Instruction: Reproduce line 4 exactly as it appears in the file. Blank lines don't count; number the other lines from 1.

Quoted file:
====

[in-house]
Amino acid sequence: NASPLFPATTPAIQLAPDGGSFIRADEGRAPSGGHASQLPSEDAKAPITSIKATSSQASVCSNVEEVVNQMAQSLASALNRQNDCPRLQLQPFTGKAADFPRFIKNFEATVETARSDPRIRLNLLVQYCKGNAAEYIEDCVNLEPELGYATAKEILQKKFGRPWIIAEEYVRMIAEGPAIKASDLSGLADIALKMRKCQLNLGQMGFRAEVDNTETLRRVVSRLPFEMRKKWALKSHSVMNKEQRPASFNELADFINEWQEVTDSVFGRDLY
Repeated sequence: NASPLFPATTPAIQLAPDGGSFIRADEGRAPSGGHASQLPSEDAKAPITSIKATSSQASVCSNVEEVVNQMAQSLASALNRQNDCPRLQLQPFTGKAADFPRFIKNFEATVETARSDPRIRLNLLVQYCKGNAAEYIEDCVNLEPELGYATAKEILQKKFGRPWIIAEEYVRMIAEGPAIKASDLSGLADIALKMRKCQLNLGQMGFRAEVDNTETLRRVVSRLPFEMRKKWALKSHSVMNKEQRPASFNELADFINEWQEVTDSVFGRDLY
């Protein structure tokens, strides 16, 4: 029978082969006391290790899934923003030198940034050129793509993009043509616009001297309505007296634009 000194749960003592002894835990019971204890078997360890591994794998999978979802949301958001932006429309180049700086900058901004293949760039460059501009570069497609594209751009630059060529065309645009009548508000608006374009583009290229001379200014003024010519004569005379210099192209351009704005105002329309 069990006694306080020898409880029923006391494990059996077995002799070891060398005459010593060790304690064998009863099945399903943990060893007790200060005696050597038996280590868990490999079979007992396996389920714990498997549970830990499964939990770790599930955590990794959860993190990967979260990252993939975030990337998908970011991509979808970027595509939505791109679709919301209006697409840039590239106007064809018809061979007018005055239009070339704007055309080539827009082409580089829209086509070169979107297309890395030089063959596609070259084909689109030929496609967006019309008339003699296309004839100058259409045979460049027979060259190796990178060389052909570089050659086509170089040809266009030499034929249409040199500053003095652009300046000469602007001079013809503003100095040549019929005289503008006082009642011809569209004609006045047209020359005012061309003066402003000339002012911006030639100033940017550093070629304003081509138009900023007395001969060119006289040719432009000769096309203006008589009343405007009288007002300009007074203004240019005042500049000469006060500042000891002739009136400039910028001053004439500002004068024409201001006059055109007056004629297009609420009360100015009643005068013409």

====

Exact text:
């Protein structure tokens, strides 16, 4: 029978082969006391290790899934923003030198940034050129793509993009043509616009001297309505007296634009 000194749960003592002894835990019971204890078997360890591994794998999978979802949301958001932006429309180049700086900058901004293949760039460059501009570069497609594209751009630059060529065309645009009548508000608006374009583009290229001379200014003024010519004569005379210099192209351009704005105002329309 069990006694306080020898409880029923006391494990059996077995002799070891060398005459010593060790304690064998009863099945399903943990060893007790200060005696050597038996280590868990490999079979007992396996389920714990498997549970830990499964939990770790599930955590990794959860993190990967979260990252993939975030990337998908970011991509979808970027595509939505791109679709919301209006697409840039590239106007064809018809061979007018005055239009070339704007055309080539827009082409580089829209086509070169979107297309890395030089063959596609070259084909689109030929496609967006019309008339003699296309004839100058259409045979460049027979060259190796990178060389052909570089050659086509170089040809266009030499034929249409040199500053003095652009300046000469602007001079013809503003100095040549019929005289503008006082009642011809569209004609006045047209020359005012061309003066402003000339002012911006030639100033940017550093070629304003081509138009900023007395001969060119006289040719432009000769096309203006008589009343405007009288007002300009007074203004240019005042500049000469006060500042000891002739009136400039910028001053004439500002004068024409201001006059055109007056004629297009609420009360100015009643005068013409």